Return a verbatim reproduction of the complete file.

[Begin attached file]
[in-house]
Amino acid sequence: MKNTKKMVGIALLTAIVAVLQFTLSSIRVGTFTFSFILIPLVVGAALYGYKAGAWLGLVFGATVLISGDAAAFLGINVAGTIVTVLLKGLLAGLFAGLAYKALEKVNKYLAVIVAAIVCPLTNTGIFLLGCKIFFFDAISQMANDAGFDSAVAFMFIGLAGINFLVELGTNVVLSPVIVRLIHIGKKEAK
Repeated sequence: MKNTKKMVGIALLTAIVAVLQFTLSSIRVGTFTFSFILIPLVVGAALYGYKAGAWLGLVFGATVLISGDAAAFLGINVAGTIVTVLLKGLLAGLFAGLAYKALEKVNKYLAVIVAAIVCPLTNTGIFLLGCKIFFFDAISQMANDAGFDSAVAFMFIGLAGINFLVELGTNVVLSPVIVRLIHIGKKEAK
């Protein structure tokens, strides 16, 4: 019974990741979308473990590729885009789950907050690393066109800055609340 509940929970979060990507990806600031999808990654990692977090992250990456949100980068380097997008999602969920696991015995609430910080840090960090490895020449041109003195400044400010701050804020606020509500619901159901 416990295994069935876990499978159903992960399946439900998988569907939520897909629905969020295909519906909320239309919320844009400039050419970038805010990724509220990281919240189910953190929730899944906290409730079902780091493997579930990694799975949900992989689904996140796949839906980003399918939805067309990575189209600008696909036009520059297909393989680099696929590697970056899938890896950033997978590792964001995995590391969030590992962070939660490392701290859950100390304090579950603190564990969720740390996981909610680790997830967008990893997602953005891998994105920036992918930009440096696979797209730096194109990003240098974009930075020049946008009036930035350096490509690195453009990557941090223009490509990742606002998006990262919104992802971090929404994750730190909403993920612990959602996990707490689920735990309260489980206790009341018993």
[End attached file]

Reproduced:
[in-house]
Amino acid sequence: MKNTKKMVGIALLTAIVAVLQFTLSSIRVGTFTFSFILIPLVVGAALYGYKAGAWLGLVFGATVLISGDAAAFLGINVAGTIVTVLLKGLLAGLFAGLAYKALEKVNKYLAVIVAAIVCPLTNTGIFLLGCKIFFFDAISQMANDAGFDSAVAFMFIGLAGINFLVELGTNVVLSPVIVRLIHIGKKEAK
Repeated sequence: MKNTKKMVGIALLTAIVAVLQFTLSSIRVGTFTFSFILIPLVVGAALYGYKAGAWLGLVFGATVLISGDAAAFLGINVAGTIVTVLLKGLLAGLFAGLAYKALEKVNKYLAVIVAAIVCPLTNTGIFLLGCKIFFFDAISQMANDAGFDSAVAFMFIGLAGINFLVELGTNVVLSPVIVRLIHIGKKEAK
């Protein structure tokens, strides 16, 4: 019974990741979308473990590729885009789950907050690393066109800055609340 509940929970979060990507990806600031999808990654990692977090992250990456949100980068380097997008999602969920696991015995609430910080840090960090490895020449041109003195400044400010701050804020606020509500619901159901 416990295994069935876990499978159903992960399946439900998988569907939520897909629905969020295909519906909320239309919320844009400039050419970038805010990724509220990281919240189910953190929730899944906290409730079902780091493997579930990694799975949900992989689904996140796949839906980003399918939805067309990575189209600008696909036009520059297909393989680099696929590697970056899938890896950033997978590792964001995995590391969030590992962070939660490392701290859950100390304090579950603190564990969720740390996981909610680790997830967008990893997602953005891998994105920036992918930009440096696979797209730096194109990003240098974009930075020049946008009036930035350096490509690195453009990557941090223009490509990742606002998006990262919104992802971090929404994750730190909403993920612990959602996990707490689920735990309260489980206790009341018993």